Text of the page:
Starting in autumn 2023, a new research project named ecoMOD will be launched under the coordination of FRIBIS member Dr. Tanja Kirn. The goal is to evaluate policy options for a resilient society. Central to this are the effects of demographic change on old-age security, the causes of poverty and inequality and the possibilities of recovering CO₂ tax revenues.

The research project is co-funded by the European Commission, under the Erasmus+ funding program. Project partners are prominent institutions such as the Luxembourg Institute of Socio-Economic Research (LISER/Luxembourg), Freiburg University (Germany), NUI Galway (Ireland) and FPB Brussels / KU Leuven (Belgium).

Pensions – what reforms are needed to respond to demographic change?

Pay-as-you-go pension systems are coming under pressure from demographic change as life expectancy rises and fewer and fewer contributors are having to deal with more and more retirees. This raises the question of which reform options are most suitable. The spectrum ranges from an increase (coupling) in the statutory retirement age (to life expectancy), an age-dependent crediting of contribution years and thus a flexibilisation of retirement (and the pension amount), an increase in contribution rates, adjustment of survivors’ pensions, to an increase in incentives to work (beyond the statutory retirement age).

EcoMOD analyses the effects individual and combined reform measures have on future pension income. The project will also examine the effect of changes in labour force participation (e.g. an increase in the female labour force participation rate) on the pension system.

Poverty – what are the main causes of poverty and inequality?

The number of people permanently threatened by poverty has increased in Europe in recent years. One reason for this development is the rise in unemployment and the consequences of the financial crisis, which have led to lower household incomes in Europe. In addition, studies indicate that a university degree is no longer as strong a protection against poverty as it used to be. Instead, employment stability and good childcare facilities have played a more important role since the financial crisis. In addition, short- and long-term poverty reduction policies, such as those implemented during the COVID-19 pandemic and the energy price crisis, seem to have become more important.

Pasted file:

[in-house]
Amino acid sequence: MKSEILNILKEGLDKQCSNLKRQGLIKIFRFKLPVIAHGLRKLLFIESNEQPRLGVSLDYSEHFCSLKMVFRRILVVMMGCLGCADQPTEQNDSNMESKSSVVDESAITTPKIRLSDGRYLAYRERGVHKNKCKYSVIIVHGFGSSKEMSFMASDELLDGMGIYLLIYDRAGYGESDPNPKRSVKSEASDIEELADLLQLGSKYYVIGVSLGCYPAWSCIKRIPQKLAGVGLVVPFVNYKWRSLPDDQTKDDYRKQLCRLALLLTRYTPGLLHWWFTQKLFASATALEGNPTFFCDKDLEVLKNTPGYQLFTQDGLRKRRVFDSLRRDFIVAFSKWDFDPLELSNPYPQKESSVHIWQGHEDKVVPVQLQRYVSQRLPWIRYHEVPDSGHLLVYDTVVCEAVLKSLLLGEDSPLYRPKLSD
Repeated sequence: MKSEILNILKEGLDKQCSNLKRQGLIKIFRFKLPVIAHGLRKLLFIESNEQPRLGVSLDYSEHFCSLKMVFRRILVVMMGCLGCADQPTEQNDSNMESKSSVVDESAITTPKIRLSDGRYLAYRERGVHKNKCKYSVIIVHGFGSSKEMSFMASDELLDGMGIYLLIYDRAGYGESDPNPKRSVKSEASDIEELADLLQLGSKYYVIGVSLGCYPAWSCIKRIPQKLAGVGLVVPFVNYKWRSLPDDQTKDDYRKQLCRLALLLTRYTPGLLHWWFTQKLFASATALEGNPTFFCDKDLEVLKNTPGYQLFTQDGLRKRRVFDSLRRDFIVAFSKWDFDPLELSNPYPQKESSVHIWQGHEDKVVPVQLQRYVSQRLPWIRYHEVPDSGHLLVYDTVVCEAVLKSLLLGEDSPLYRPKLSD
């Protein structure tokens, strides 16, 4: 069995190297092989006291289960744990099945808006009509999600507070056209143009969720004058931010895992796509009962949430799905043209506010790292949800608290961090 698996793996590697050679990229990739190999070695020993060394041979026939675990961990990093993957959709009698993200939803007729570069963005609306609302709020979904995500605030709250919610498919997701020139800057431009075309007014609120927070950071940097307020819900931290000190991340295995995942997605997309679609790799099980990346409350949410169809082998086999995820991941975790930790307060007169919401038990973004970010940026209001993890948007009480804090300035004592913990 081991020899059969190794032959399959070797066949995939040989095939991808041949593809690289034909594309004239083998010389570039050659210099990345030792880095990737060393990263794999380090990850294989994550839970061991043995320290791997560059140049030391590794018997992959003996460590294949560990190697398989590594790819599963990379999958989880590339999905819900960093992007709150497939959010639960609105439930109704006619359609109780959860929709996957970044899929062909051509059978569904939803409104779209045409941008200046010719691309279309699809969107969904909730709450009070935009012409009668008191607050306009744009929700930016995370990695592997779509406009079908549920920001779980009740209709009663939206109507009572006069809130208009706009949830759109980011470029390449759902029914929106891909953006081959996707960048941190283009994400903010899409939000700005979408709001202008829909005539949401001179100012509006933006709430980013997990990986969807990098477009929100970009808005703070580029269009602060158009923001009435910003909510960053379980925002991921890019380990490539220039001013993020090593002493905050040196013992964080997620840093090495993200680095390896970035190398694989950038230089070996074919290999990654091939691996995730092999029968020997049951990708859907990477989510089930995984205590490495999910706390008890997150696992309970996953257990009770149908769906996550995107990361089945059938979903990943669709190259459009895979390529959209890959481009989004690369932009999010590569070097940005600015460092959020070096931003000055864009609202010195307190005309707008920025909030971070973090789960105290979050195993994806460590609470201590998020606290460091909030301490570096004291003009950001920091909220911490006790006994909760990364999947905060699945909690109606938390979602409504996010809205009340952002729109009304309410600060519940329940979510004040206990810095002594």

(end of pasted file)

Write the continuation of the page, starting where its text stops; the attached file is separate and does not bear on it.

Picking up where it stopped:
EcoMOD aims to improve existing simulation models that depict impacts of economic crises on income distribution. Modules from geographic information systems will also be added to the models to identify regional patterns and develop spatial economic indicators.

Environment – how can revenues from a CO₂ tax be refunded?

CO₂ taxes are considered the most cost-effective lever to reduce carbon emissions swiftly and comprehensively in order to combat climate change. However, CO₂ taxes are generally regressive, meaning that the percentage tax burden decreases as income increases. So low-income households tend to spend a higher proportion of their income on emissions-intensive goods and services than higher-income households.

For this reason, ecoMOD is investigating ways to make the CO₂ tax more progressive, e.g. by redistributing the revenue from the CO₂ tax in favour of low-income groups, by reducing property and employment taxes or introducing a climate premium.

Dialogue between policymakers, the public and academia.

In addition to the further development of teaching and research, another goal of the project is to promote dialogue between policymakers, the public and academia. Therefore, we will use different information channels (print and online media) to inform the public about the project. The interim results will be presented at a conference in winter 2024/25 at the University of Liechtenstein. In addition, we will provide ongoing information about the project through evening lectures, blogs and podcasts.

Contributing Researchers

Prof. Dr. Bernhard Neumärker; Projectleader Albert-Ludwigs-Universität Freiburg

Dr. Tanja Kirn, Ass.-Prof.; Projectcoordinator & Projectleader Universität Liechtenstein

Dr. Denisa Solognon; Projectleader LISER – Luxembourg Institute of Socio-Economic Research

Prof. Cathal O’Donoghue; NUI Galway (contractual partner)

Dr. Gijs Dekkers; FPB Brussels, KU Leuven (associated partner)

Dr. Philippe Liégeois, LISER – Luxembourg Institute of Socio-Economic Research

Project: 2023-1-LI01-KA220-HED-000157594